On the eve of his visit to Austin to participate in this year’s Austin Film Festival and Screenwriters Conference, the Austin-American Statesman‘s Chris Garcia chats with filmmaker Oliver Stone about his Oscar-winning biopic, Born of the Fourth of July (which will screen this weekend):
Garcia: Do you see this movie as more timely than ‘Platoon’? Is there a reason you chose it [to screen this weekend] over ‘Platoon’?
Stone: “Platoon” is extremely timely, too, but “Born on the Fourth of July” is a probably more neglected film. I like the film. I get a kick out of seeing it with an audience.
Garcia: ‘Born on the Fourth’ takes a hard look at the difficulties veterans experience when they come home from war. How is that return different today than it was during the Vietnam War?
Stone: What’s different really? Veterans back then felt they were coming back to a society that was mostly indifferent to the war, because the economy was booming and they were going about their own business. Vietnam was a divisive issue. Today veterans come back to an America where people hardly even think about Iraq. It’s also politically divisive and people are going about their lives, driving their SUVs, using up oil, getting rich.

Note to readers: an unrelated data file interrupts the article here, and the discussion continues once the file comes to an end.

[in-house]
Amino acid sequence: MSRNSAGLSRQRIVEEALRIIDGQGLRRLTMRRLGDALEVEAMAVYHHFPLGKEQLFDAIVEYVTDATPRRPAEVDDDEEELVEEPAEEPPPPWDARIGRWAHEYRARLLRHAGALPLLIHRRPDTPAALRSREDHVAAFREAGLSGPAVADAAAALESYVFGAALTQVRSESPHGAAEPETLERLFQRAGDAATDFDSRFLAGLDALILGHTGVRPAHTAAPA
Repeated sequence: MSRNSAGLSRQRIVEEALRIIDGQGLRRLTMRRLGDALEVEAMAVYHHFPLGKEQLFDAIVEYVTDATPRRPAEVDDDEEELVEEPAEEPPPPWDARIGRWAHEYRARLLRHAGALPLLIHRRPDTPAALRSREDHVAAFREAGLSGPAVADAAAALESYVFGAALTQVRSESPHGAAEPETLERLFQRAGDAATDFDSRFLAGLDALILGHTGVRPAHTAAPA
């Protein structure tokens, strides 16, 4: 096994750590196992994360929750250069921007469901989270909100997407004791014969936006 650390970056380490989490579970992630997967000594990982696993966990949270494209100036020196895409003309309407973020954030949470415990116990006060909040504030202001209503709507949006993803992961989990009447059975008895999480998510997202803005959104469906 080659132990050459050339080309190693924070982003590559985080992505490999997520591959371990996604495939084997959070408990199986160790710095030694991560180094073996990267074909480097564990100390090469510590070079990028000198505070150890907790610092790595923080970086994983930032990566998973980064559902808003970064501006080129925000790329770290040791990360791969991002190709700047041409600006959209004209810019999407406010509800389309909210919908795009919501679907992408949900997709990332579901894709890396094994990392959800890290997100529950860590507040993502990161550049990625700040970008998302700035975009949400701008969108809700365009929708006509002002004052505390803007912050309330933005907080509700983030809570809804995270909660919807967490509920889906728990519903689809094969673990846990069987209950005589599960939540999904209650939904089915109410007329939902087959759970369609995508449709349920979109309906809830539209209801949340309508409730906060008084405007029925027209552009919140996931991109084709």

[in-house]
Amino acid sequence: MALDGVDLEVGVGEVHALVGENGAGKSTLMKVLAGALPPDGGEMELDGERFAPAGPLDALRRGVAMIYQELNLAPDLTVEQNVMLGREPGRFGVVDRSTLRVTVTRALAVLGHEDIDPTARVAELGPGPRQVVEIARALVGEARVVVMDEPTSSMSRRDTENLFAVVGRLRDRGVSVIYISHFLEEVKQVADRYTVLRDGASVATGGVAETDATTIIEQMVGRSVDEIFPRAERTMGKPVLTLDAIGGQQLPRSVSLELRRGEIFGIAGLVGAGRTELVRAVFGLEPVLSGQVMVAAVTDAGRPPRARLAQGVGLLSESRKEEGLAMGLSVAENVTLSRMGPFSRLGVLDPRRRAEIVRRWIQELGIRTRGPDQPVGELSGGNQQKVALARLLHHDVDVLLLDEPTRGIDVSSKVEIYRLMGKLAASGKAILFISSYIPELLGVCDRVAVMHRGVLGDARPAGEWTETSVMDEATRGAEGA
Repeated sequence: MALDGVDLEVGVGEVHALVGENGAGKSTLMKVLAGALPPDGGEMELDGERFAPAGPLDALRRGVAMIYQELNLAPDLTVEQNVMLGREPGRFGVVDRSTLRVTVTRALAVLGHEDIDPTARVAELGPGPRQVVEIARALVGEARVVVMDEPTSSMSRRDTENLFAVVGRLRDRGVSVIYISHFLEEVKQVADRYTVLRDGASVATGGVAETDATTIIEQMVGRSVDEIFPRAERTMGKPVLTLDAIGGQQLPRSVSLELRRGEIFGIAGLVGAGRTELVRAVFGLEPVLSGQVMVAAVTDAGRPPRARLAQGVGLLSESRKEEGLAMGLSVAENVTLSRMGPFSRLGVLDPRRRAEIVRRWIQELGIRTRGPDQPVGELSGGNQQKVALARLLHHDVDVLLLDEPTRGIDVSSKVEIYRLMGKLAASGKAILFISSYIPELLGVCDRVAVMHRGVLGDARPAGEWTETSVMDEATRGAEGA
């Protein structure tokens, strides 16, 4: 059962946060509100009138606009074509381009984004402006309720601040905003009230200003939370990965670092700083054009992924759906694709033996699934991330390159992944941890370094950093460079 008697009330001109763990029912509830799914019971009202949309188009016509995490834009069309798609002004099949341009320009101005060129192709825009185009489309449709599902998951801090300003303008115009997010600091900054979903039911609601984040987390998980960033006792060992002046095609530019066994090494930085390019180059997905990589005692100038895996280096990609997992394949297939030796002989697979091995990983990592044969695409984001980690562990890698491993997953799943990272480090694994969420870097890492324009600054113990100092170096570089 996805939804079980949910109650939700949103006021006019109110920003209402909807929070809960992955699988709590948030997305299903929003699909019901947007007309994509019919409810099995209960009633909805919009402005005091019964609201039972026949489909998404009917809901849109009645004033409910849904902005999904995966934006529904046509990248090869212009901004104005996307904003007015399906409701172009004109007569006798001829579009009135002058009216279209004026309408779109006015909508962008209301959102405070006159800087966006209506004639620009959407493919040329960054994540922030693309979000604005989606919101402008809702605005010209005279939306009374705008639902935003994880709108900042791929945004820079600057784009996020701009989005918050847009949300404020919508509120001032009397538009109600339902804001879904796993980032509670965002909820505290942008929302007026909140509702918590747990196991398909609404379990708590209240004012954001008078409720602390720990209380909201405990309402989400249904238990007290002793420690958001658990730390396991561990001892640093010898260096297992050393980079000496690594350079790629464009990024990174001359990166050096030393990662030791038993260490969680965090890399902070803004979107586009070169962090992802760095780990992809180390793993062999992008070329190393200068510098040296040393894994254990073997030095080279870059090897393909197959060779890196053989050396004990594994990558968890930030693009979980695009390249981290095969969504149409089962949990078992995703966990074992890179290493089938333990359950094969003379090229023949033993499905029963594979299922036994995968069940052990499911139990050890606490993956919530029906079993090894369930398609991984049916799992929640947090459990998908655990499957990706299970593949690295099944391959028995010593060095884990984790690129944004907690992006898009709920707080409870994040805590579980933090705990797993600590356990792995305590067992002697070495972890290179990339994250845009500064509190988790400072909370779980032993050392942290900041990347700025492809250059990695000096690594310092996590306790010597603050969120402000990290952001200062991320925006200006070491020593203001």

Garcia: How do you feel about the Iraq war, in complete and unexpurgated language?
Stone: I think it’s an obscenity. That’s the best I can do. Ill-conceived, ill-fought and it will be an ill result that has repercussions for generations.
Garcia: Does it break your heart?
Stone: Of course. I made three films about Vietnam, as well as “Salvador,” and to go through this again in my lifetime has been heartbreaking. I think I speak for many veterans.